In every National Football League game, athletes must accomplish two difficult things that rest at opposite ends of the spectrum: rigor and speed. If their movements are off by even half a second, they risk being tackled by their opponent. Game over.
In this COVID-19 day and age, believe it or not, the NFL serves as a valuable model for the life science industry. If we are to succeed at rapid development of effective treatments, scientists and clinicians are forced to think as rigorously as they ever have—just at warp speed. Sounds simple, right? Just ask the guy who was tackled by the linebacker.
With two decades of experience in antiviral drug development and as CEO of a company focused on correcting cellular processes that go haywire in disease, I started to look into coronaviruses back in January, when the first COVID-19 cases became known to the outside world. Sure enough, I found that SARS-CoV-2 is an RNA virus. This meant that inhibiting RNA translation into proteins (which is central to my company’s approach) could potentially have antiviral activity. But even though my company eFFECTOR Therapeutics had two selective translation regulator inhibitors in clinical development in cancer, I didn’t think too much about it. It felt like a distracting science project at the time. It hadn’t hit me how critical the disease truly was.
As the number of cases rose exponentially and reports of the devastation of COVID-19 were published, I started to understand this was a big deal. A massive deal. I had a responsibility as a scientist to do what I could in treating this disease, ignoring pestering thoughts about my potential delusions of grandeur or hero complex. I also had to put aside the notion that “puny, little me” couldn’t do anything about this global pandemic, that the World Health Organization would take care of it. From an objective scientific perspective, there was a very real chance that zotatifin—one of eFFECTOR’s product candidates that targets eukaryotic initiation factor 4A (eIF4A)—could have activity against SARS-CoV-2. Because of this, I submitted it for testing in an independent research study led by Nevan Krogan at the University of California, San Francisco.
Once submitted, I felt that I’d done my social responsibility, thinking that there would be more effective compounds in the study. But four weeks later, I found out that zotatifin had confirmed in vitro antiviral activity against SARS-CoV-2 and was one of the most active agents identified in the study, which just published in Nature. This was a startling moment for the CEO of a small biotech focused on cancer drug development.
While I was initially caught unprepared at the outcome of the study, scientifically speaking, I wasn’t surprised as eIF4A is a critical component in translation initiation. It’s a fundamental capability of all cells, which cancer redirects for its own growth and proliferation. Viruses are no different in this case. They hijack the same cellular machinery for replication.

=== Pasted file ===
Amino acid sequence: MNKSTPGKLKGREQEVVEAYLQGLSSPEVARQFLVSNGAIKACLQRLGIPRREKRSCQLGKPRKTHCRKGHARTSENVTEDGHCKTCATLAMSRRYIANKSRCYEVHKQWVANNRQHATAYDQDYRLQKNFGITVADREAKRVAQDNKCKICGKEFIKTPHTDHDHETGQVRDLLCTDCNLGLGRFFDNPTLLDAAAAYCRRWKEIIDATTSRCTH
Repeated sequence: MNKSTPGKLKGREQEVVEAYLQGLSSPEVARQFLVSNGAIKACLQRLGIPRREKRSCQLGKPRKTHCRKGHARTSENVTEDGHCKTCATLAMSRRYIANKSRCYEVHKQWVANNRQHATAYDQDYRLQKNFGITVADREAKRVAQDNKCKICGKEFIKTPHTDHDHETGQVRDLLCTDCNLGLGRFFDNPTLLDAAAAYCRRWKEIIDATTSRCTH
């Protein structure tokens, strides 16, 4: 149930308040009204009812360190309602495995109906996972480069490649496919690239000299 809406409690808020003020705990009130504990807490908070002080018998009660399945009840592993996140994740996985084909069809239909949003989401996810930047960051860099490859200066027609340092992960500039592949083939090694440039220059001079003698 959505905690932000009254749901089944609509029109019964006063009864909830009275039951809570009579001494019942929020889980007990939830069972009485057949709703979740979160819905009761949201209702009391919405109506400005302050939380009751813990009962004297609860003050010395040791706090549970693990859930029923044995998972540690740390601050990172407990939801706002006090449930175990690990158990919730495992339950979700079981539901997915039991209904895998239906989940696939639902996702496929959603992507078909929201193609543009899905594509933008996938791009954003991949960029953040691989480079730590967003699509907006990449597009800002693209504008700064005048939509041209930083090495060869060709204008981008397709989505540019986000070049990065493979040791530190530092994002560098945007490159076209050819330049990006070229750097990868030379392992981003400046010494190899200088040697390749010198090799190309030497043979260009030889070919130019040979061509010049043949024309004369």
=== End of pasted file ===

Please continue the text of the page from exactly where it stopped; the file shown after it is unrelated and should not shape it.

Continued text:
Regardless of my initial apprehension about the impact it would have on my company if we were to pursue development of our product candidate for COVID-19, I said to myself, “we have to do this.” The scientific justification and the potential for human health were just too high.
In a way, you could say that my latent viral side has become reactivated. I contacted drug development and scientist contacts I had worked with in the past in the antiviral space, and we’re quickly coming up with a plan to test zotatifin’s activity against COVID-19 in clinical settings.
When I think about other infectious diseases that have swept the globe in the modern era, we’re living in an unprecedented time. Our understanding of HIV, for example, evolved over the course of two to five years. SARS and MERS came and went fairly quickly. It’s extraordinarily rare to have to conduct clinical and operational planning when the information we rely upon to do these things only came out yesterday—or even tomorrow. The life science community is forced to adopt incredible resiliency, discipline and rigor, all at the same time, to respond to something completely outside of the norm.
And the life science community is answering. I have never seen such remarkable collaboration. In a mere two to three months, we’ve gone from recognition of the problem to outcomes of randomized clinical trials, an unheard-of feat in drug development. This has only been made possible by our network amplifying itself and the partnerships that are happening all across the board.
I feel confident when I say that our industry is accomplishing what those same NFL athletes are: rigor and speed. We are conducting clinical courses and lab experiments at a pace I’ve never seen before. I don’t think this lesson will be lost on anyone, and winners of innovation over the next 10 to 20 years will take these collaborative learnings to heart as we enter a new era in drug development.